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Edward Hitchcock.

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case of special providence exactly. Which of these views may be most
accordant with truth, may admit of discussion. Yet we think that all the
modes that have been pointed out, by which miraculous and special
providences are brought about, may be referred to one general proposition,
which we now proceed to state.

_In the fourth place, the plan of the universe in the divine mind, at the
beginning, must have embraced every case of miracles and of special
providence._

From the nature of the divine attributes we infer with certainty that
every event occurring in the universe must have entered into the original
plan of creation in the mind of God. Surely no one will deny that he must
have foreseen the operation of every law which he established, and,
consequently, every event which it would produce. But there must be some
ground for foreknowledge to rest upon; otherwise it is conjecture, not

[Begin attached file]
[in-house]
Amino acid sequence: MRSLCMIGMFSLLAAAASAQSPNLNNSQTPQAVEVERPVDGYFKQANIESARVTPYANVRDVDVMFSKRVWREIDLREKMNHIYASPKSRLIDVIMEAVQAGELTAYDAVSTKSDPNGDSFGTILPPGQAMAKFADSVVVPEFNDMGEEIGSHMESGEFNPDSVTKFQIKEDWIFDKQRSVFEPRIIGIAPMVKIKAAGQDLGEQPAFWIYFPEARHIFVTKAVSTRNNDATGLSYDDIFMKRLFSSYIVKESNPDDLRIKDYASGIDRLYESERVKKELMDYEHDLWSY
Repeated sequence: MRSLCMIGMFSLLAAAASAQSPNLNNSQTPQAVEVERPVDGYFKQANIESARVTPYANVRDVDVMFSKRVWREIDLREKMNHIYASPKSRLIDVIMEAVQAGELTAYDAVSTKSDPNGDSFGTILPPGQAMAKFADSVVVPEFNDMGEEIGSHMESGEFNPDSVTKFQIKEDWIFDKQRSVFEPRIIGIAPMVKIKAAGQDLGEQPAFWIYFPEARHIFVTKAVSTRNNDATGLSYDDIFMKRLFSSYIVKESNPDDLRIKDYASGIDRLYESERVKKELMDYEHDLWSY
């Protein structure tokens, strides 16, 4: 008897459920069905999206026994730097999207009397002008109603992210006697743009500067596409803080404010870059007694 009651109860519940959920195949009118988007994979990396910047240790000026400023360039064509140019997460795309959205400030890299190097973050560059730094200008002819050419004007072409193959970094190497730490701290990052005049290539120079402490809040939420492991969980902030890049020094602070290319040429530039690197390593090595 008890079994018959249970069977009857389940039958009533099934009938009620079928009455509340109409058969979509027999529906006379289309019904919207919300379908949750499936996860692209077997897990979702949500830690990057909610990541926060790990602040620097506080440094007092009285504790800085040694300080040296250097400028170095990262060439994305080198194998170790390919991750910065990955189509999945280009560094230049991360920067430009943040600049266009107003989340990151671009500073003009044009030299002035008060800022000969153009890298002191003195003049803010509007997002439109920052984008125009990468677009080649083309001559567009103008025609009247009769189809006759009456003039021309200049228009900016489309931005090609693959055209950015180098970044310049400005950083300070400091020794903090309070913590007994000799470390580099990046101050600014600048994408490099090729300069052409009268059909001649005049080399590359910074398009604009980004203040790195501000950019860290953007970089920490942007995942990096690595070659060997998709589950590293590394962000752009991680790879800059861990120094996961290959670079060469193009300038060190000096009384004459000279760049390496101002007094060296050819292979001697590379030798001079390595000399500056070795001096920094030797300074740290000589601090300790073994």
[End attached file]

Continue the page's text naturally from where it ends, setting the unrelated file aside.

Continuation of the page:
knowledge. And what could that basis be but the divine plan?

Equally clear is it that, whatever plans existed in the mind of God, when
he brought the universe into existence, must always have been there. For
to suppose that there was a point of duration when the plan was first
conceived, would imply new knowledge in one confessedly omniscient; and
that destroys the idea of omniscience.

Similar reasoning from the nature of the divine attributes leads us to the
conclusion that God always acts according to law. That he does this in the
ordinary operations of nature, all admit. But even when he introduces a
miracle, - perhaps by a counteraction of ordinary laws, - he may still act
by some rule; so that, were precisely the same circumstances to occur
again, the same miracle would be repeated. Beforehand, we could not say
whether God would conduct the affairs of the universe by one unvarying
system of natural laws, or occasionally interfere with the regular
sequence of cause and effect by miracle. But though the latter course
should be adopted, as we have reason to think it is, even the special
interference must be according to law; so that, in fact, there is a law of
miracles as well as of common events. Again, if God sometimes alters one